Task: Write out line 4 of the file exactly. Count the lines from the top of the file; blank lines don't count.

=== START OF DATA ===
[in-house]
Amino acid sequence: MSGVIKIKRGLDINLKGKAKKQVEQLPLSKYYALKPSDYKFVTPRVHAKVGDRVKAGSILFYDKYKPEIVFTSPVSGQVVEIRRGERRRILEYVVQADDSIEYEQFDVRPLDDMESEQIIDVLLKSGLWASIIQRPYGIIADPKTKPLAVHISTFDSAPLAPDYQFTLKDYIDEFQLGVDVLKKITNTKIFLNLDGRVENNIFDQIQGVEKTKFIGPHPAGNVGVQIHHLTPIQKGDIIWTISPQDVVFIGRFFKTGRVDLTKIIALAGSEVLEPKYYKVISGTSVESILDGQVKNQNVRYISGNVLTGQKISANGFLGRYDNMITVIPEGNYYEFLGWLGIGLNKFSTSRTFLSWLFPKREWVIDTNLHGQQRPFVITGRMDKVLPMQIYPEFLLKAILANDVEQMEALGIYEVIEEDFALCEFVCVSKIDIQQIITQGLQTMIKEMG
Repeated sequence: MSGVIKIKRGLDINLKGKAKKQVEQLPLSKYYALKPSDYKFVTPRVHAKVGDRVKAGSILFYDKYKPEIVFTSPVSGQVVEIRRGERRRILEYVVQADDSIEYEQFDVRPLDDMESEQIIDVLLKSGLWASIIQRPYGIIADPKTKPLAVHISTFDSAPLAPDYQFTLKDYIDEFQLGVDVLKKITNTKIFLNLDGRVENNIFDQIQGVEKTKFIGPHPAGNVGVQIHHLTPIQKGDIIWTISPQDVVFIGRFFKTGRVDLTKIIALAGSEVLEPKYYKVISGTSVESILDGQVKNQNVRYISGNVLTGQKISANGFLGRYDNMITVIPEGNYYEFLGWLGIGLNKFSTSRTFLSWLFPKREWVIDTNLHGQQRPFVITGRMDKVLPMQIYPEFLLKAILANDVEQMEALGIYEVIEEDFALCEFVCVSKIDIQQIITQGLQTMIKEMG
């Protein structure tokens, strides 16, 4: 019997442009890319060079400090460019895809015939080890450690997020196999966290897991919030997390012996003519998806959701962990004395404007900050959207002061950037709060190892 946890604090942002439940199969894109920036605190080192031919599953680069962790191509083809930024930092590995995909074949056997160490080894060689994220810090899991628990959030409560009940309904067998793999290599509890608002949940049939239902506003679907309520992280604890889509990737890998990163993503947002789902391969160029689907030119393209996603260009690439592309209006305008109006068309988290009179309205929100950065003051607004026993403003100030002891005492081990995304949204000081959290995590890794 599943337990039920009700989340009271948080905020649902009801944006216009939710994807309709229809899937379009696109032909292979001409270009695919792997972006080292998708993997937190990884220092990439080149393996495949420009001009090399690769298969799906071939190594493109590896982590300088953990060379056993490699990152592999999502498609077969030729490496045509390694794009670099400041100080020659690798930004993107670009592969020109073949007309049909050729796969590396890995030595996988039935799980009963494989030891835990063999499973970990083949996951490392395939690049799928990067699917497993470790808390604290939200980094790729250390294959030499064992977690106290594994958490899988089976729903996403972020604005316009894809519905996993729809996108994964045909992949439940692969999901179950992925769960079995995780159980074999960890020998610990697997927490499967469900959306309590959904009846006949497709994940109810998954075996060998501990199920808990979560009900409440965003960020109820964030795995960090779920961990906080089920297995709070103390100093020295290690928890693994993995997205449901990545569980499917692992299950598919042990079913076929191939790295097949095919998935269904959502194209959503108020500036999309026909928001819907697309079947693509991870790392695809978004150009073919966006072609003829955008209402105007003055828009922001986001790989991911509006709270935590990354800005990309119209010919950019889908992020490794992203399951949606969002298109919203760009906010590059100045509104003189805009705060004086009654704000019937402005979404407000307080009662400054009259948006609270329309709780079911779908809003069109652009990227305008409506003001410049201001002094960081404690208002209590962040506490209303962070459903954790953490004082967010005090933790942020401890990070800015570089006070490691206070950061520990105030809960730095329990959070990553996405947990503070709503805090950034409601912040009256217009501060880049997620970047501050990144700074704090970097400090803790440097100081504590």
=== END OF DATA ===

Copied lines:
């Protein structure tokens, strides 16, 4: 019997442009890319060079400090460019895809015939080890450690997020196999966290897991919030997390012996003519998806959701962990004395404007900050959207002061950037709060190892 946890604090942002439940199969894109920036605190080192031919599953680069962790191509083809930024930092590995995909074949056997160490080894060689994220810090899991628990959030409560009940309904067998793999290599509890608002949940049939239902506003679907309520992280604890889509990737890998990163993503947002789902391969160029689907030119393209996603260009690439592309209006305008109006068309988290009179309205929100950065003051607004026993403003100030002891005492081990995304949204000081959290995590890794 599943337990039920009700989340009271948080905020649902009801944006216009939710994807309709229809899937379009696109032909292979001409270009695919792997972006080292998708993997937190990884220092990439080149393996495949420009001009090399690769298969799906071939190594493109590896982590300088953990060379056993490699990152592999999502498609077969030729490496045509390694794009670099400041100080020659690798930004993107670009592969020109073949007309049909050729796969590396890995030595996988039935799980009963494989030891835990063999499973970990083949996951490392395939690049799928990067699917497993470790808390604290939200980094790729250390294959030499064992977690106290594994958490899988089976729903996403972020604005316009894809519905996993729809996108994964045909992949439940692969999901179950992925769960079995995780159980074999960890020998610990697997927490499967469900959306309590959904009846006949497709994940109810998954075996060998501990199920808990979560009900409440965003960020109820964030795995960090779920961990906080089920297995709070103390100093020295290690928890693994993995997205449901990545569980499917692992299950598919042990079913076929191939790295097949095919998935269904959502194209959503108020500036999309026909928001819907697309079947693509991870790392695809978004150009073919966006072609003829955008209402105007003055828009922001986001790989991911509006709270935590990354800005990309119209010919950019889908992020490794992203399951949606969002298109919203760009906010590059100045509104003189805009705060004086009654704000019937402005979404407000307080009662400054009259948006609270329309709780079911779908809003069109652009990227305008409506003001410049201001002094960081404690208002209590962040506490209303962070459903954790953490004082967010005090933790942020401890990070800015570089006070490691206070950061520990105030809960730095329990959070990553996405947990503070709503805090950034409601912040009256217009501060880049997620970047501050990144700074704090970097400090803790440097100081504590």